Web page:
Listed telecommunication company Botswana Telecommunications Corporation Limited (BTCL) is pinning its hopes on fixed network for growth in the face of increased competition from other players within the industry.
BTCL Managing Director Anthony Masunga said in the company’s latest annual report that they remain a dominant player in the fixed broadband market with 68 percent market share.
Masunga said they have however realised an increase in competition in the space from new and existing players.
“We, however, strongly believe that we can capitalise on our extensive fixed network and derive more value from it, on the back of an increase in internet usage in the residential segment and in the year under review we registered a 4 percent increase in fixed broadband usage,” Masunga said in the report, adding that there is an overall increase in demand for higher speeds and larger data capacities.
In the year-ended 31 March 2018, BTCL recorded an 8 percent decrease in profit after tax with the profit for the year standing at P217 million.
During the same period, BTCL saw its revenue go down by 3 percent and the decline was attributed to pressure on mobile revenue, with other revenue lines remaining flat. According to Masunga, fixed business which includes both voice and broadband is still a major revenue contributor at 65 percent.
Even in the face of increased competition, Masunga said they have been able to maintain their mobile market share even as there is a notable shrink in overall mobile market subscriber base and an intensively competitive landscape.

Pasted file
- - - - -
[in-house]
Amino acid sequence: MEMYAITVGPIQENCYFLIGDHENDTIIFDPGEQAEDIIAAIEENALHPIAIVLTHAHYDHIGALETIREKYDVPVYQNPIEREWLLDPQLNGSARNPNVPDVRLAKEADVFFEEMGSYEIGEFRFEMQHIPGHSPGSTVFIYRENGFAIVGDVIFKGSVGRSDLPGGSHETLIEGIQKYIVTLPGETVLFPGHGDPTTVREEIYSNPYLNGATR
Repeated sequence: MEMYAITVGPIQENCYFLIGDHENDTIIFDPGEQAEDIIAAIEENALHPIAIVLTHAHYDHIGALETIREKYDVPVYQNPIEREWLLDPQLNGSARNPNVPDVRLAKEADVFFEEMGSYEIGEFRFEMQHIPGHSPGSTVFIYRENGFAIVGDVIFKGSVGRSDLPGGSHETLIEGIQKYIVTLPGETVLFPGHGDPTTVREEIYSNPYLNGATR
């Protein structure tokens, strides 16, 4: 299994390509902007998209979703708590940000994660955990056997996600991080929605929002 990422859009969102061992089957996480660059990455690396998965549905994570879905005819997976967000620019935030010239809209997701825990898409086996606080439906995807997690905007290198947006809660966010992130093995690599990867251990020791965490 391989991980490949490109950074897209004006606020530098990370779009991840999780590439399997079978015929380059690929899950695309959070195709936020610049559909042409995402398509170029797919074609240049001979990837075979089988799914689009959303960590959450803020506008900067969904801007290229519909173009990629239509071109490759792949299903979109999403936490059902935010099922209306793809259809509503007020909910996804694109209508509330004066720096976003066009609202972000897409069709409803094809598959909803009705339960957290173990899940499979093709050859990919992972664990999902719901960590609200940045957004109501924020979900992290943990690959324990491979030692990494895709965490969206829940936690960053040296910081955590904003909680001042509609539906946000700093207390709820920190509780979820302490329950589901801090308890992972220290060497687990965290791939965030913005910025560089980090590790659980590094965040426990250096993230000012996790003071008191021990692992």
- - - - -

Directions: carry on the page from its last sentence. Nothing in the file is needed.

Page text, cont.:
“Botswana has traditionally been a dual sim market, with mobile penetration in excess of 100 percent. During the year under review we have seen a decline in mobile market penetration rates after several years of significant increases,” Masunga said.
In the previous years, market penetration is said to have stood at 159 percent, down from 171 percent, which Masunga partly attributed to the sim registration requirements which have resulted in some sim cards falling off the market.
“We expect a true picture to the subscriber base to emerge over time,” he said. Masunga also touched on the regulatory landscape which, he said, continues to evolve with time, pointing out the tariff rebalancing that has benefitted smaller players.
The regulator Botswana Communications Regulatory Authority (BOCRA) has recently imposed tariff rebalancing through the removal of off-net premiums.
Masunga said pressure continues to mount for operators to reduce tariffs, especially data tariffs, which he said are still prohibitive for many consumers.
“We expect that the new ICT licensing framework which is currently in development will bring about efficiencies which will help in tariff reductions,” Masunga said, adding that they continue to lobby the regulator for a more equitable and competitive landscape which is in the best interest of network operators and the public.
One area of such discussions, Masunga said is the number portability which they believe will significantly contribute to leveling the playing field.
With the regulator continuing to tighten laws regarding sim registrations, Masunga said the initiative is likely to result in increased sim card disconnections and inherently reduction in the mobile subscriber base across board.